Less than three months ago, a mystery illness surfaced in Wuhan, China, and was quickly named COVID-19, a type of coronavirus. We know what has transpired from that point until today, with an unprecedented lockdown of populations and economies around the world.
In response, FINRA issued Regulatory Notice 20-08 to address business continuity planning for firms, as COVID-19 eventually reached the US mainland. In the notice, FINRA referred to pandemic preparedness guidelines it had provided in Regulatory Notice 09-59, a response to the H1N1 “swine flu” pandemic of 2009.
The regulatory group explained “a member firm may consider employing methods such as social distancing, travel restrictions, revised sick leave policies, special pandemic leave time, or specialized seating plans for densely populated floors or buildings.”
“These methods may also involve remote offices or telework arrangements (e.g., working from home or a backup or recovery location) for a broad range of employees,” it added, echoing the recommendations of the World Health Organization and Centers for Disease Control.
The coronavirus outbreak of 2020 will likely serve as the defining milestone for continuity planning in the wealth management space.
Any firms which have failed to sufficiently address real-time redundancy, mobile communication capabilities, and work-from-anywhere readiness may be left behind for good.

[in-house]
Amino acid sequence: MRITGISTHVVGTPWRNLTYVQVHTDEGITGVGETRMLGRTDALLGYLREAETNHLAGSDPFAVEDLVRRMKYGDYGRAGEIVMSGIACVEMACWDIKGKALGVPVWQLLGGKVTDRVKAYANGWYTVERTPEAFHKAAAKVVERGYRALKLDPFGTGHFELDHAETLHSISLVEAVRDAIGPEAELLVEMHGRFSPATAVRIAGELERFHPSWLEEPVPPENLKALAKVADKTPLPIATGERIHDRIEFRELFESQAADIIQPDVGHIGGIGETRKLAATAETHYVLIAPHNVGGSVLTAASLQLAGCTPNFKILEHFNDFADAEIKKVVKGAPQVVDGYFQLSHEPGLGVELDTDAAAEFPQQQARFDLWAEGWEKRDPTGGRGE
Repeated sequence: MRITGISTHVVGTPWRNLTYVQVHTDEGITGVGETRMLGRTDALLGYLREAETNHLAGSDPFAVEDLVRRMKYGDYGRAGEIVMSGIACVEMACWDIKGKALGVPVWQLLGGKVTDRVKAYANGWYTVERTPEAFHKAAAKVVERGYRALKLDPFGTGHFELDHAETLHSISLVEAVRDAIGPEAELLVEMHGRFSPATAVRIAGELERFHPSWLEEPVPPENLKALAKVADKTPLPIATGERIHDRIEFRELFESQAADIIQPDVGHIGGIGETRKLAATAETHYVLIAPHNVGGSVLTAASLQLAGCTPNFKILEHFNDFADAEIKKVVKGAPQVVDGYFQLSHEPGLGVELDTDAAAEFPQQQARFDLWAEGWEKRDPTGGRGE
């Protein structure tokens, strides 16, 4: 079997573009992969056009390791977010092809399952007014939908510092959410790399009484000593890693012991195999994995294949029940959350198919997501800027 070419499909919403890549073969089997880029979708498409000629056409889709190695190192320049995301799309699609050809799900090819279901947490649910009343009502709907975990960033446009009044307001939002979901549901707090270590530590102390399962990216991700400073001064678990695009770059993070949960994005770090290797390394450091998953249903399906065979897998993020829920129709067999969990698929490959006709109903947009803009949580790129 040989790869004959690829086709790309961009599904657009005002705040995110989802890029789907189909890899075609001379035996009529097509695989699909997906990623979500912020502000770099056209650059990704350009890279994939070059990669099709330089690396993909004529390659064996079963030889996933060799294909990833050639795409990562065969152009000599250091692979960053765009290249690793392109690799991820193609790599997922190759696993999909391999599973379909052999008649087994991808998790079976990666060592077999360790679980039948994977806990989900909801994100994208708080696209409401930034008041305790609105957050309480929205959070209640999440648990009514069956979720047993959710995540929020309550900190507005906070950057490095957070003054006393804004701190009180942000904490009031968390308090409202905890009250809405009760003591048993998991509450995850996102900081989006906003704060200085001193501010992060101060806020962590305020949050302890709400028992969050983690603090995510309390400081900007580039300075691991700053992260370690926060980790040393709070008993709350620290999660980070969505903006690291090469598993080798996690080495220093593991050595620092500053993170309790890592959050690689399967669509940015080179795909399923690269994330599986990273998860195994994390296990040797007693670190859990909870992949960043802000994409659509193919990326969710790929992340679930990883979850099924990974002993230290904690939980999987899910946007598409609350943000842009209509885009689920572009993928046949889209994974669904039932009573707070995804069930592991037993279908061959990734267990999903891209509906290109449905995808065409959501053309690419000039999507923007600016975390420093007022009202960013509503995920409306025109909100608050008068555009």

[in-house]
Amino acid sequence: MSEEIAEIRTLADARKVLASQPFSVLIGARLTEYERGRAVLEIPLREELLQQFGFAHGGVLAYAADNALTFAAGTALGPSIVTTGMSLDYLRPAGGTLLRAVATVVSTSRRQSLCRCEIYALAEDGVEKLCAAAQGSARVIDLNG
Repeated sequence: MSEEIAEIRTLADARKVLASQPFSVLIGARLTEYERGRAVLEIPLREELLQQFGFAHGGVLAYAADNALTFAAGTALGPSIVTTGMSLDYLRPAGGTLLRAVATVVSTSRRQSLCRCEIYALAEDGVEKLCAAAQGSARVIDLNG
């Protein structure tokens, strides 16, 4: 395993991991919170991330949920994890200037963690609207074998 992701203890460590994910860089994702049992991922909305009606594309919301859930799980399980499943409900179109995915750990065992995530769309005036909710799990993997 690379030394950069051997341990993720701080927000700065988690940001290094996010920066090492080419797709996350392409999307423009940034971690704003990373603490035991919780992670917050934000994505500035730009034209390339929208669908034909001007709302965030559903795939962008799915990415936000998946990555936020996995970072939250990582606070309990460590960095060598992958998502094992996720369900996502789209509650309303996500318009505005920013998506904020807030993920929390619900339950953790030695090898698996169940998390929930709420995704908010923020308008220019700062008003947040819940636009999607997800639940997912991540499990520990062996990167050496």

These efficiencies have become business necessities in the 21st century. They are good for business and the bottom line when implemented well.
As with 9/11, the human capital element of the coronavirus pandemic is the most difficult to discuss, yet also the most critical. We are planners and advisors, after all. We are paid to have these difficult discussions with our clients.
What happens if your Chief Compliance Officer has to leave for a week to care for a sick relative? What happens if your personal assistant or junior advisor is quarantined for 14 days? What happens if you need to be hospitalized due to complications from COVID-19 for an extended period of time?
Steps to Take
Ask yourself: What advice would I give a client who is a business owner?
Then, follow these steps during the current pandemic:
1. Have a written, easy-to-follow business continuity plan in place.
2. Make sure you communicate your continuity and succession plans to your leadership team and key personnel. Regularly.
3. Ensure your team members are mobile, connected, and feel comfortable working from anywhere.
4. Outsource anything you must to make your readiness plan relevant and current.
5. Follow up with your vendors regularly to ensure you understand their readiness plans.
6. Have an up-to-date, well-thought-out succession plan in place. Both temporary and permanent. Your clients, your employees, and your family deserve as much.
William Cerynik is director of Business Development, Senior Wealth Advisor, with Ashton Thomas Private Wealth.